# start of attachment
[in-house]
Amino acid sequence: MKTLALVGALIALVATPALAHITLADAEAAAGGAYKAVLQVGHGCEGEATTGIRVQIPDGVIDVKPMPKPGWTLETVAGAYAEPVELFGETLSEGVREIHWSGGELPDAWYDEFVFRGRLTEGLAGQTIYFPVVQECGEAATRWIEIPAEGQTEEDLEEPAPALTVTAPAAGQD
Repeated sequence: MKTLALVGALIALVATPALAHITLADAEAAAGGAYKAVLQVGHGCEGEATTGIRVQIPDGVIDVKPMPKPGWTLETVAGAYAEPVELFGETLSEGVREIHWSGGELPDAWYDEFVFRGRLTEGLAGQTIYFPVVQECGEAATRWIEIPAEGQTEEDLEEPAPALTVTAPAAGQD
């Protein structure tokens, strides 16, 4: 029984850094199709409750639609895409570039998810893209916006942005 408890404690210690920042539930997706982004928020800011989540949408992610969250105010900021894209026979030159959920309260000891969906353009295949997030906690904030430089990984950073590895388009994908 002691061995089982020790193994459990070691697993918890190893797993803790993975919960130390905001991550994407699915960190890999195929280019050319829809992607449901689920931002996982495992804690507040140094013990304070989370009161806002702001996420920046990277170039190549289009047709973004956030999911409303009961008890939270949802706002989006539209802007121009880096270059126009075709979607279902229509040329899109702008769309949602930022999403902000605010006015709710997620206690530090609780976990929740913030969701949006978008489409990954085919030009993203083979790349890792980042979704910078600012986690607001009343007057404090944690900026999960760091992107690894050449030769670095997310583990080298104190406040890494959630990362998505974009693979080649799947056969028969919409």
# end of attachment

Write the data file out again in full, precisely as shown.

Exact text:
[in-house]
Amino acid sequence: MKTLALVGALIALVATPALAHITLADAEAAAGGAYKAVLQVGHGCEGEATTGIRVQIPDGVIDVKPMPKPGWTLETVAGAYAEPVELFGETLSEGVREIHWSGGELPDAWYDEFVFRGRLTEGLAGQTIYFPVVQECGEAATRWIEIPAEGQTEEDLEEPAPALTVTAPAAGQD
Repeated sequence: MKTLALVGALIALVATPALAHITLADAEAAAGGAYKAVLQVGHGCEGEATTGIRVQIPDGVIDVKPMPKPGWTLETVAGAYAEPVELFGETLSEGVREIHWSGGELPDAWYDEFVFRGRLTEGLAGQTIYFPVVQECGEAATRWIEIPAEGQTEEDLEEPAPALTVTAPAAGQD
């Protein structure tokens, strides 16, 4: 029984850094199709409750639609895409570039998810893209916006942005 408890404690210690920042539930997706982004928020800011989540949408992610969250105010900021894209026979030159959920309260000891969906353009295949997030906690904030430089990984950073590895388009994908 002691061995089982020790193994459990070691697993918890190893797993803790993975919960130390905001991550994407699915960190890999195929280019050319829809992607449901689920931002996982495992804690507040140094013990304070989370009161806002702001996420920046990277170039190549289009047709973004956030999911409303009961008890939270949802706002989006539209802007121009880096270059126009075709979607279902229509040329899109702008769309949602930022999403902000605010006015709710997620206690530090609780976990929740913030969701949006978008489409990954085919030009993203083979790349890792980042979704910078600012986690607001009343007057404090944690900026999960760091992107690894050449030769670095997310583990080298104190406040890494959630990362998505974009693979080649799947056969028969919409």